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Budget goes to governor
GOP: Medicaid removal was needed for passage

Sunday, June 15, 2014

By SAM JACKSON - Bulletin Staff Writer

Local Republicans in the Virginia General Assembly said Friday that it was necessary to remove Medicaid expansion from the state budget to advance the spending plan.

Now, they are waiting on Gov. Terry McAuliffe to sign the proposed spending plan that was approved Thursday.

The Senate voted to approve the two-year budget late Thursday night after adopting an amendment proposed by Sen. Bill Stanley, R-Glade Hill, which removed wording from the budget that could have allowed McAuliffe to expand Medicaid by executive order without legislative approval.

Stanley’s amendment was approved first by a party-line 20-19 margin. The Senate then passed the budget by a 21-18 vote. The House of Delegates approved the budget 69-31.

Two Democrats, Sen. Lynwood Lewis, D-Accomac, and Del. Johnny Joannou, D-Portsmouth, voted for the budget, though Lewis later said his vote was a mistake, according to The Associated Press.

After the budget was approved, McAuliffe vowed to “evaluate it carefully and take the actions that I deem necessary,” according to the AP, but added, “this fight is far from over.”

Stanley said removing Medicaid from the discussion took precedence over expanding Medicaid to an estimated more than 400,000 Virginians — he said that number would have been closer to 275,000 — saying that the state simply needed to get its fiscal house in order for the next two years.

“We were at a budget stalemate,” he said, and due to the combination of a $1.6 billion budget shortfall over two years and the prospect of costs incurred by the state with a Medicaid expansion, “we were not in a position as a state to carry on this discussion of Medicaid after July 1.

“If we didn’t craft this budget (by June 30), we wouldn’t have been able to use the rainy-day fund,” Stanley added.

The state can make up about half of the $1.6 billion differential from its savings, he said. The rest will have to be made up through budget cuts. For that reason, Stanley said, the Medicaid discussion “will be for a another day. ... I don’t think with the problems we’re having we can afford to” continue to debate Medicaid.

Del. Danny Marshall, R-Danville, called Stanley’s amendment blocking McAuliffe from expanding Medicaid without the General Assembly “a good idea,” and added that the Republicans’ new 20-19 Senate majority should affect McAuliffe’s decisions on the budget.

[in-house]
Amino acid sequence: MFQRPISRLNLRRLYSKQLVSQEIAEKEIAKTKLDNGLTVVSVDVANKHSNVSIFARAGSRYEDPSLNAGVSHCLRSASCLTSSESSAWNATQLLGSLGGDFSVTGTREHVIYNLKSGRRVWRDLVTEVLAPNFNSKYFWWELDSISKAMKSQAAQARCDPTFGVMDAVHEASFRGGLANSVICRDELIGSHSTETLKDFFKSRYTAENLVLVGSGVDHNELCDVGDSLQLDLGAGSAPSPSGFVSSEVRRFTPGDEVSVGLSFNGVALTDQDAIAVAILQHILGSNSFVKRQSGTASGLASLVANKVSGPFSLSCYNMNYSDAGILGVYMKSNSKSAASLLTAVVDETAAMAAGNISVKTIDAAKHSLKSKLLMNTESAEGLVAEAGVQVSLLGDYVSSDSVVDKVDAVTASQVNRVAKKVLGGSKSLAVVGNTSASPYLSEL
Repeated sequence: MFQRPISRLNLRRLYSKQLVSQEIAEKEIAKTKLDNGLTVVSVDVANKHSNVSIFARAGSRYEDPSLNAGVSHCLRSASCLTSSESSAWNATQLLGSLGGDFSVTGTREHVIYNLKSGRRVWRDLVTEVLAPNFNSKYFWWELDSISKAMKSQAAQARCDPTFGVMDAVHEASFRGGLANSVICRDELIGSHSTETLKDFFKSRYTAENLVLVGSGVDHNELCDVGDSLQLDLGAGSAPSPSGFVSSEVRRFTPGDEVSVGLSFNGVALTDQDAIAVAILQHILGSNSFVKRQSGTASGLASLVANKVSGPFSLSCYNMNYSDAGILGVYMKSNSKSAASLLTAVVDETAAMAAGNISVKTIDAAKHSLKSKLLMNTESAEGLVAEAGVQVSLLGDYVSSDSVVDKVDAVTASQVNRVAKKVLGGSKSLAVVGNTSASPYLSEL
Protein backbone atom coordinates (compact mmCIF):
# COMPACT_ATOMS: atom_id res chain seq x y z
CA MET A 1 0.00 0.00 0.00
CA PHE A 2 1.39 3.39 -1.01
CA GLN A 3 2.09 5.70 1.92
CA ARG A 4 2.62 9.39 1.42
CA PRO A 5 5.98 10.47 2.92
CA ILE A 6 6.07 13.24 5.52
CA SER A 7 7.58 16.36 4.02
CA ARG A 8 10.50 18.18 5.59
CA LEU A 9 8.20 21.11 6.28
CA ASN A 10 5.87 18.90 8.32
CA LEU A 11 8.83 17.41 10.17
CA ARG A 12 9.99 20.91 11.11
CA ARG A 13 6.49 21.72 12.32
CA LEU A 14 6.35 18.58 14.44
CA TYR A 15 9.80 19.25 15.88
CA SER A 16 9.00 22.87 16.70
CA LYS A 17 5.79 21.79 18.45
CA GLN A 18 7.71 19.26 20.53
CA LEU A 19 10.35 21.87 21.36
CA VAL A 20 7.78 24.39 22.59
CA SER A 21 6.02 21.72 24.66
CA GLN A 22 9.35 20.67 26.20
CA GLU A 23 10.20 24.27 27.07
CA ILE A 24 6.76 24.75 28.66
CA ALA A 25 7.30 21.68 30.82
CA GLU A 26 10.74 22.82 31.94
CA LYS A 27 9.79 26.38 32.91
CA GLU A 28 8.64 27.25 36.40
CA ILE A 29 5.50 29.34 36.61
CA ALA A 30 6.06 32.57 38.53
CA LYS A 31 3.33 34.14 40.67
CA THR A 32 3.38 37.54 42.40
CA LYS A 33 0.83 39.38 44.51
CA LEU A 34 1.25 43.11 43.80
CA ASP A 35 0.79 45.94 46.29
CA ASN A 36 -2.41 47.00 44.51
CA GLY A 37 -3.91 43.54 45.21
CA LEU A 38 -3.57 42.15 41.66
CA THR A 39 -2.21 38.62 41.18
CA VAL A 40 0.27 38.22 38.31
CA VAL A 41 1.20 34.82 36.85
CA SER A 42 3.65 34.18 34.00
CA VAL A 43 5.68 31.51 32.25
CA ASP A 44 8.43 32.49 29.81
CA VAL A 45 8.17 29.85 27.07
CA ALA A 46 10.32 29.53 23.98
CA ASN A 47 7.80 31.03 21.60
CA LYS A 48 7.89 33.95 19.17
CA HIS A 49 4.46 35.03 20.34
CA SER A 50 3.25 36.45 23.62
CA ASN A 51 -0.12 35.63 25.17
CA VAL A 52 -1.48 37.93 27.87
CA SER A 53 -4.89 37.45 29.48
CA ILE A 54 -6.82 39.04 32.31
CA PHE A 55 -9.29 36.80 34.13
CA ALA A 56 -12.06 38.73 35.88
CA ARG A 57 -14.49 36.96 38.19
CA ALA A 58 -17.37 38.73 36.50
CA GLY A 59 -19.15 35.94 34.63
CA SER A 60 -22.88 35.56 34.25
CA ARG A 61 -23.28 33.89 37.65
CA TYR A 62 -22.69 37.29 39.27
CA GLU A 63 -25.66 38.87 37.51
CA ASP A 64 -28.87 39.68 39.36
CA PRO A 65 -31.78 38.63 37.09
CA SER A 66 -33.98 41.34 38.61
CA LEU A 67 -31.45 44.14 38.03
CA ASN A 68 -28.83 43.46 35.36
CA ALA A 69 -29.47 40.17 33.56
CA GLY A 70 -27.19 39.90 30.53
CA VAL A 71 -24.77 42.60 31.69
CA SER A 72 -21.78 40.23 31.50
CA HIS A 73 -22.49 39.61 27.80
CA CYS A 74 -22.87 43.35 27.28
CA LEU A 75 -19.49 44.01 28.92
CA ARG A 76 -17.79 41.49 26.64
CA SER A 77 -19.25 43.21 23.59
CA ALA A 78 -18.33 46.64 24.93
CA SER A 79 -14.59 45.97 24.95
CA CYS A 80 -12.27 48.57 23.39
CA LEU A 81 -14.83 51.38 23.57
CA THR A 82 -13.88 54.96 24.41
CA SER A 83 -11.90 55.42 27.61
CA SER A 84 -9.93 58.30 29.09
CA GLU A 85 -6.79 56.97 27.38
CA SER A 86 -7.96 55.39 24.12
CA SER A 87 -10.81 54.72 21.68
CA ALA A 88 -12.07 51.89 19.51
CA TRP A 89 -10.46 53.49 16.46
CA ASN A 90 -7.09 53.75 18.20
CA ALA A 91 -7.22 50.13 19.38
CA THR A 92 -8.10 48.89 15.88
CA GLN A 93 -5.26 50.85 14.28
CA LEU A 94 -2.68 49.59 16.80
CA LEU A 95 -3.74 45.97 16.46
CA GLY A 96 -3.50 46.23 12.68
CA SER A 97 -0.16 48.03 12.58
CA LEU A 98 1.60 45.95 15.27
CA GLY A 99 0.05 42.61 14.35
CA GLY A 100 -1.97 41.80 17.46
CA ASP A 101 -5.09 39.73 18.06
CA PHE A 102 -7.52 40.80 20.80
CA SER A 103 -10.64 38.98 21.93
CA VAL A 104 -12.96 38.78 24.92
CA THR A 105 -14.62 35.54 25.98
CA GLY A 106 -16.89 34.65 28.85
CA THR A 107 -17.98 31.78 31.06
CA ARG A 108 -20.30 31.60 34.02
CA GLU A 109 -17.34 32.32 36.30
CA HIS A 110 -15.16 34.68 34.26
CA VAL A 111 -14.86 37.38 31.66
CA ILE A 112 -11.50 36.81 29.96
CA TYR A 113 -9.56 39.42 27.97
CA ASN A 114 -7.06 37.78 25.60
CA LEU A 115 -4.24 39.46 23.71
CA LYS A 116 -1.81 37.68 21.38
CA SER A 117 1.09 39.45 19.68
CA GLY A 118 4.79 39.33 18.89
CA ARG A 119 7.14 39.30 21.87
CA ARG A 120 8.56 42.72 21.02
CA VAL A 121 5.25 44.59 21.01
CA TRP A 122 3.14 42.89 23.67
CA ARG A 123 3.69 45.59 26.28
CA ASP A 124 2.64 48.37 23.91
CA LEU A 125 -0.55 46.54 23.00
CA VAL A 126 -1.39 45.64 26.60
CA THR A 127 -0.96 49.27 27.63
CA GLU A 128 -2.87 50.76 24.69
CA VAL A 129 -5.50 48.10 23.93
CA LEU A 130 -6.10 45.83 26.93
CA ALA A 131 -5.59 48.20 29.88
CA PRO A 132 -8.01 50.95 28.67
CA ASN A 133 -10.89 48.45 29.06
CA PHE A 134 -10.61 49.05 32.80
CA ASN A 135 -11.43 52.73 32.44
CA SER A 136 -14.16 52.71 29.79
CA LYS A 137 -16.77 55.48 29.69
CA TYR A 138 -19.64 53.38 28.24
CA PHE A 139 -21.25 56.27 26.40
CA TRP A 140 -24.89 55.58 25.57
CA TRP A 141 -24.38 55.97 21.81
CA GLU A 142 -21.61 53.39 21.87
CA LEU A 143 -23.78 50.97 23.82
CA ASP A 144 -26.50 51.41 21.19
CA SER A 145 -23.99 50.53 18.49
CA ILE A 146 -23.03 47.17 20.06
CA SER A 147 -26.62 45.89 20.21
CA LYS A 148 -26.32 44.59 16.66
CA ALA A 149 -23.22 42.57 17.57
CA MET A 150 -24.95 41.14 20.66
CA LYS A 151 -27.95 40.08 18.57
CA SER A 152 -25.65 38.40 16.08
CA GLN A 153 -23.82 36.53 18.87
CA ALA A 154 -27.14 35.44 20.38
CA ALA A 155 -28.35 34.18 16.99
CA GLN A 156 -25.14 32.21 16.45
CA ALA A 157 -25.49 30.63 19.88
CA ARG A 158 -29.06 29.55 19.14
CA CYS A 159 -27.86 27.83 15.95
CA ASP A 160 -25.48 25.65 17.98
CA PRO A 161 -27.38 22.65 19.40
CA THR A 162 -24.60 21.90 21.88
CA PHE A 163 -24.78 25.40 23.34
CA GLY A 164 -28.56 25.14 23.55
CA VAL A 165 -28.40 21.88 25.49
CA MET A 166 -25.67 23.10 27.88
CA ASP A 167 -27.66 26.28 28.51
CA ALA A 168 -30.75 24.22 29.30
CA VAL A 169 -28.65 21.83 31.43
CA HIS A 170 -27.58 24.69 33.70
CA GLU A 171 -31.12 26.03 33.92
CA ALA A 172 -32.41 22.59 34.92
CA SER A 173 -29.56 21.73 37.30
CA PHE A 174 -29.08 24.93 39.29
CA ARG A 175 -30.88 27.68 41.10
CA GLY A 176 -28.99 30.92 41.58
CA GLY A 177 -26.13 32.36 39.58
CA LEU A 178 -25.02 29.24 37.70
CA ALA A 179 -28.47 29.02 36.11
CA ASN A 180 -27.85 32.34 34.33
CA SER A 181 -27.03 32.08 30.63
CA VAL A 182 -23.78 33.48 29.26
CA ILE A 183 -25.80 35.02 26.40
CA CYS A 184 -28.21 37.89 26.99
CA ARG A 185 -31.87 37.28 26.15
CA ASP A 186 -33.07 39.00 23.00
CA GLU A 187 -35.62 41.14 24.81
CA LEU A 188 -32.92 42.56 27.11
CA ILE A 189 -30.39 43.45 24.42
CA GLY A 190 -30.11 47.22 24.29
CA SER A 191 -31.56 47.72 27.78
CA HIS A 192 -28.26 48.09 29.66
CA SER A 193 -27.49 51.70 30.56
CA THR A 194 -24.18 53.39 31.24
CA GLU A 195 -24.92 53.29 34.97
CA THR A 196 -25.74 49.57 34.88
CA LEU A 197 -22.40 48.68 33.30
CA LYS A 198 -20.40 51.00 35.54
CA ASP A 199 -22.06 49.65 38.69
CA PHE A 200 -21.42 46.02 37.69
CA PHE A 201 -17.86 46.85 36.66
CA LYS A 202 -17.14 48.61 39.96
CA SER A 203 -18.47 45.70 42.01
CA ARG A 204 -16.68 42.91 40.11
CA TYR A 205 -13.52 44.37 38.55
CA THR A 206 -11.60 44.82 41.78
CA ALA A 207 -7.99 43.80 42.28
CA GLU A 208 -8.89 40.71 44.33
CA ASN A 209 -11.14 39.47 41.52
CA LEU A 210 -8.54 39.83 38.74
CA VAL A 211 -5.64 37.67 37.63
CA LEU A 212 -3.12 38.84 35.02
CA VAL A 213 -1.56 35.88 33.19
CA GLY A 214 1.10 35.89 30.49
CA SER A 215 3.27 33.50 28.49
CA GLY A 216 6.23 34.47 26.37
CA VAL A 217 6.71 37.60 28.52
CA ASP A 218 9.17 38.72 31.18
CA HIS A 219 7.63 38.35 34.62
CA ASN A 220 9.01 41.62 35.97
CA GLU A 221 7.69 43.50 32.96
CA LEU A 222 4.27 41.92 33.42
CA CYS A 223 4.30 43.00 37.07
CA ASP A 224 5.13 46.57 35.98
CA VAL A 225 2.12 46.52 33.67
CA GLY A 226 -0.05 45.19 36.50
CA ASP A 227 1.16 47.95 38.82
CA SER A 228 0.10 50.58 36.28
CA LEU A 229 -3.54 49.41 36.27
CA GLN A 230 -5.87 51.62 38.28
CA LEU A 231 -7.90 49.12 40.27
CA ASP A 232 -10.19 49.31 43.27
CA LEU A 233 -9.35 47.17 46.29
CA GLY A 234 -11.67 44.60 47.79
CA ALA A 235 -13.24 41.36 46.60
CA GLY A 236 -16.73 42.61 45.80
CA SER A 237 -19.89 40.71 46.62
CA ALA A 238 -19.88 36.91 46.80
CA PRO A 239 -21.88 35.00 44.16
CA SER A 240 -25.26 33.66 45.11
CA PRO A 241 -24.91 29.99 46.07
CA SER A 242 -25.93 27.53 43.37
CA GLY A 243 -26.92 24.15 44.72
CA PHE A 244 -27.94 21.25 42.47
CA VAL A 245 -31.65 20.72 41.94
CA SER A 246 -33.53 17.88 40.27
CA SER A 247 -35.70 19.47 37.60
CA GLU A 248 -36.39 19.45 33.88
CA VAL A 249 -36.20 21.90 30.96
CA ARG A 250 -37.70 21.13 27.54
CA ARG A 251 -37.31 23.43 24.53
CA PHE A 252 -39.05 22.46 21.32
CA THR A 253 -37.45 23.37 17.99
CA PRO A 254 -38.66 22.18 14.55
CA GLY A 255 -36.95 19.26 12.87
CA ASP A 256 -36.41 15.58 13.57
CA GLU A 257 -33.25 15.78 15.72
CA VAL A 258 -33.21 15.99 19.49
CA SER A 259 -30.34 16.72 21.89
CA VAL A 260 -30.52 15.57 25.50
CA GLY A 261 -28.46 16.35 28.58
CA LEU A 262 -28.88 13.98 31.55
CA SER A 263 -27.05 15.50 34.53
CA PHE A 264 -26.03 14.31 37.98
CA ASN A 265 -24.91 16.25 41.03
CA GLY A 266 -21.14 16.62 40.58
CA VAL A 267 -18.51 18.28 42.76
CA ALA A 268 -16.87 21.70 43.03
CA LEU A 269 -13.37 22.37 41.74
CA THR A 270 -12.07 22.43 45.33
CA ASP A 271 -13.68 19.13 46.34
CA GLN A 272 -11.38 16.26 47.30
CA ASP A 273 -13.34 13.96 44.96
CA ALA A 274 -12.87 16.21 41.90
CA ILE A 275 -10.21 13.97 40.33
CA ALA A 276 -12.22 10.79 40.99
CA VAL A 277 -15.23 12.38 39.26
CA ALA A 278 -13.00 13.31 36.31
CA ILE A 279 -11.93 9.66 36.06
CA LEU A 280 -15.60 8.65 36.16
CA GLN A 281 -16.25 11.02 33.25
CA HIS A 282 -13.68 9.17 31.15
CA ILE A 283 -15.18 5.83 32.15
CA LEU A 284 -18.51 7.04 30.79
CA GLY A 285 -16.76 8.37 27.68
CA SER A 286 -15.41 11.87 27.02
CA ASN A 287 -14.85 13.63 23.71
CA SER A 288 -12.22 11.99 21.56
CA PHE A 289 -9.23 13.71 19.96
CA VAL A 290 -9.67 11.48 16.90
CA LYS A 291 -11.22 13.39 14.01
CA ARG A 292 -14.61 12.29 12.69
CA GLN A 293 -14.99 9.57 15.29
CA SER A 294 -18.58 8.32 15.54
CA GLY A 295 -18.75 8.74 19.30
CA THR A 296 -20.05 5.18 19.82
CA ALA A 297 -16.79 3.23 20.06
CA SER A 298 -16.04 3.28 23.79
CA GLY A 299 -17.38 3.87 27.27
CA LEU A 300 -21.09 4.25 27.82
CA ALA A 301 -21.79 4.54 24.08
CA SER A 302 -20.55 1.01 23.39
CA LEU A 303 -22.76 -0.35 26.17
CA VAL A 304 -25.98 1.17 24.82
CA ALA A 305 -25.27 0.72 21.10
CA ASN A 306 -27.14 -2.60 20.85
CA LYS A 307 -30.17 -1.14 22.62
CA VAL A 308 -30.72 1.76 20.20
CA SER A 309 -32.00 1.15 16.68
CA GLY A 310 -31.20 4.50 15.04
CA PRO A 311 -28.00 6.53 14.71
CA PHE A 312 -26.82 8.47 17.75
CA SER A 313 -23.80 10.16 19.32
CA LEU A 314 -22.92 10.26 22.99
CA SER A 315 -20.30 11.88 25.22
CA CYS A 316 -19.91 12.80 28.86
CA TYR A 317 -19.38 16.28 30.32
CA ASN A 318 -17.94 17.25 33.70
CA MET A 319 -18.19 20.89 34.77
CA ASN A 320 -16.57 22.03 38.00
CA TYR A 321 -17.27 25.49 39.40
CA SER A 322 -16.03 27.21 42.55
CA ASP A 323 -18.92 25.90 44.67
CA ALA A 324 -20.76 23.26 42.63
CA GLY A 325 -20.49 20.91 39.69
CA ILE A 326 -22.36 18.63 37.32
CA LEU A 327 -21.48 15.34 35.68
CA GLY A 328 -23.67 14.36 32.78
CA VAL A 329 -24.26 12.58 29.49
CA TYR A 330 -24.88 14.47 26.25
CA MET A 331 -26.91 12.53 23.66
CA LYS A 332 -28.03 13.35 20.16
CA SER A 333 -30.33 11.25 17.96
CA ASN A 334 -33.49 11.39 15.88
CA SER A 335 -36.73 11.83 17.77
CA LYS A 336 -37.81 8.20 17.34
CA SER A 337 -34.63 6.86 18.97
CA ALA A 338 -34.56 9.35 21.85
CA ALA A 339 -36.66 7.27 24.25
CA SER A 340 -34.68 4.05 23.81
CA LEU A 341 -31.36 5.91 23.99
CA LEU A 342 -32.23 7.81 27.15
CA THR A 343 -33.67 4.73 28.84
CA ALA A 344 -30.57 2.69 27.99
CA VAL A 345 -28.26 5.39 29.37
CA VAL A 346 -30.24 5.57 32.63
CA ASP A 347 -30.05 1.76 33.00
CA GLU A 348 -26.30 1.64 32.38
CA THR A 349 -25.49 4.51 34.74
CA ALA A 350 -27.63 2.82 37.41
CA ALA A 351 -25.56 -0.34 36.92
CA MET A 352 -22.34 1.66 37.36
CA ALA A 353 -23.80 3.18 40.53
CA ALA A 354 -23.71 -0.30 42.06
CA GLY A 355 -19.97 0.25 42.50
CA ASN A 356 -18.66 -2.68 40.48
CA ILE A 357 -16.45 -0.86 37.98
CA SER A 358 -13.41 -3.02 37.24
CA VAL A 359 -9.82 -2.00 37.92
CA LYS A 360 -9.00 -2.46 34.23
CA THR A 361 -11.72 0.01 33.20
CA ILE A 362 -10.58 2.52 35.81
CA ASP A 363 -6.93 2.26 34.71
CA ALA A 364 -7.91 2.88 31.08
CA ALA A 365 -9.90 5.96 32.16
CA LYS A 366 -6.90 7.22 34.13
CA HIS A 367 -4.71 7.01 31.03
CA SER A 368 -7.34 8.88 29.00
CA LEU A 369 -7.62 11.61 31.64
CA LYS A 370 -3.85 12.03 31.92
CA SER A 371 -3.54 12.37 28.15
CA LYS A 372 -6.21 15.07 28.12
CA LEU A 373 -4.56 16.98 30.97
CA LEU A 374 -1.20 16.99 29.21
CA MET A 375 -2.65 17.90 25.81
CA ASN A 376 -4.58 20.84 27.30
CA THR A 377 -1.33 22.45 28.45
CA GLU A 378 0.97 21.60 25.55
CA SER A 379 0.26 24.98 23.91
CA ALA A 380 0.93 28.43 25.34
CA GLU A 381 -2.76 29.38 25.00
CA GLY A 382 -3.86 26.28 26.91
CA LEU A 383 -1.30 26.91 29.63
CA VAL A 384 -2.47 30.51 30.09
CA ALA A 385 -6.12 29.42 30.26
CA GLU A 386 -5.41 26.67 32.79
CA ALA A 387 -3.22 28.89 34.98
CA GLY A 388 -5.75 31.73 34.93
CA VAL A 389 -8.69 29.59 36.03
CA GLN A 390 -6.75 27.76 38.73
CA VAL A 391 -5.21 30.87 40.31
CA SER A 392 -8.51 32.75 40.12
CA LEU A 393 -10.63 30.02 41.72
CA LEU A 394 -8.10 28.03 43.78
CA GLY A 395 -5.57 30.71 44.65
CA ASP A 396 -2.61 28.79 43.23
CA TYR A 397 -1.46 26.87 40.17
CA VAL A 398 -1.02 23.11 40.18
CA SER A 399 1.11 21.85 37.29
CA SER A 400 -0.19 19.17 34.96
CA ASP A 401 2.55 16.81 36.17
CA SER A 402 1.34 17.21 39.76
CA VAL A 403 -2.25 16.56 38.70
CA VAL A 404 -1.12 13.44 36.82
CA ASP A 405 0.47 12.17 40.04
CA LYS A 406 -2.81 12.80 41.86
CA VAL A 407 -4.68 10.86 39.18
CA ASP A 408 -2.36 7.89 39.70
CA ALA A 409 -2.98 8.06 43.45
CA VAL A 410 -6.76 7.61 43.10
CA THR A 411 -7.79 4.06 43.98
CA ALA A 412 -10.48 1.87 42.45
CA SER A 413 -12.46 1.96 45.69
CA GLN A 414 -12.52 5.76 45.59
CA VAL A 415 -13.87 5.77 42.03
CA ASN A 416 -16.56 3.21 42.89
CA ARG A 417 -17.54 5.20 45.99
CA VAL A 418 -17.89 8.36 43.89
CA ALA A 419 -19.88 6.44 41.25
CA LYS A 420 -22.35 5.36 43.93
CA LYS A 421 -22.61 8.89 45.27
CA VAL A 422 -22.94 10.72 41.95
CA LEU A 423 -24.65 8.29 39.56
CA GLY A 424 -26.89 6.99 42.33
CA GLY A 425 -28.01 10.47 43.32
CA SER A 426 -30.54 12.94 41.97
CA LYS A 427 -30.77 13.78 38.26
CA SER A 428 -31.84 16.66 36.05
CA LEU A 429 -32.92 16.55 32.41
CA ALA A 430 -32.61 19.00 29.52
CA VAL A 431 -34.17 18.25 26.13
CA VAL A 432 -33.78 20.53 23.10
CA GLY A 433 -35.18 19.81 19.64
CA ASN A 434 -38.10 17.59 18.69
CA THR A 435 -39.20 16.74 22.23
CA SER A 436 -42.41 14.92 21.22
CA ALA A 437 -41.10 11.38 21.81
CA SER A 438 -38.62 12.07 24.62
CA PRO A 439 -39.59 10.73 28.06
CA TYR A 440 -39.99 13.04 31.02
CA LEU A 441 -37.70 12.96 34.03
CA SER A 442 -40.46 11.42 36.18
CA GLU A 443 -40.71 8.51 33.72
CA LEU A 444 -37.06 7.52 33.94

“I think a lot of things have changed for him. He’s just six months into his term,” Marshall said. “He’s got three and a half years left, (and) he needs to understand that we have to work together.”

Most of the cuts in the budget came from increased spending that had been proposed in earlier versions of the budget, essentially keeping funding for most programs at or near current levels, the AP reported. Planned new spending for higher education was cut by $184 million. Public schools took a $166 million hit, including a proposed 2 percent pay raise for teachers, Stanley said.

Del. Charles Poindexter, a member of the House Appropriations Committee, said keeping teacher pay level was necessary, if undesirable.

“I hated to see that, since it came out of my subcommittee,” he said. “We worked hard to get those raises in.”

Poindexter was relieved that with an approved spending plan, local governments can move forward with their budgets.

“All of us took hits,” he said. “Doing it this way, (cuts were) level across the board.”

Poindexter also noted that McAuliffe will report on the state’s income early next year, which could help the state recover some of the funds that were cut.

“We’ll have to see where the revenue is in January and see if we can restore it,” he added.

Marshall said the protracted budget battle could have been avoided.

“The process was pretty distasteful,” he said. “We should have done this back in March, not on June 12th.

“If we had done this when we wanted to, so many teachers would not have anxiety about whether they were going to get paid this year,” he added.

Stanley said that about $290,000 in proposed funds for new employees at the New College Institute was “in my opinion cut drastically. I want to find that (money) somewhere in the future.”

“We also cut judgeships we needed badly,” he said.

Health and human resources spending was trimmed by $80 million, according to the AP. However, legislators retained $50 million in additional spending for mental health, which became a priority after state Sen. Creigh Deeds was wounded by his son, who then committed suicide, hours after being released from an emergency custody order.

Despite the bickering over Medicaid, Poindexter said a fiscal plan had to be made now before discussion over the entitlement expansion could continue.

“I think cooler heads prevailed in the Senate,” he said. “I think everybody knew it was time to act, because if you go ahead with ... new spending,” it’s better to make difficult budget cuts now rather than “bellying up to the bar and doing something later.”


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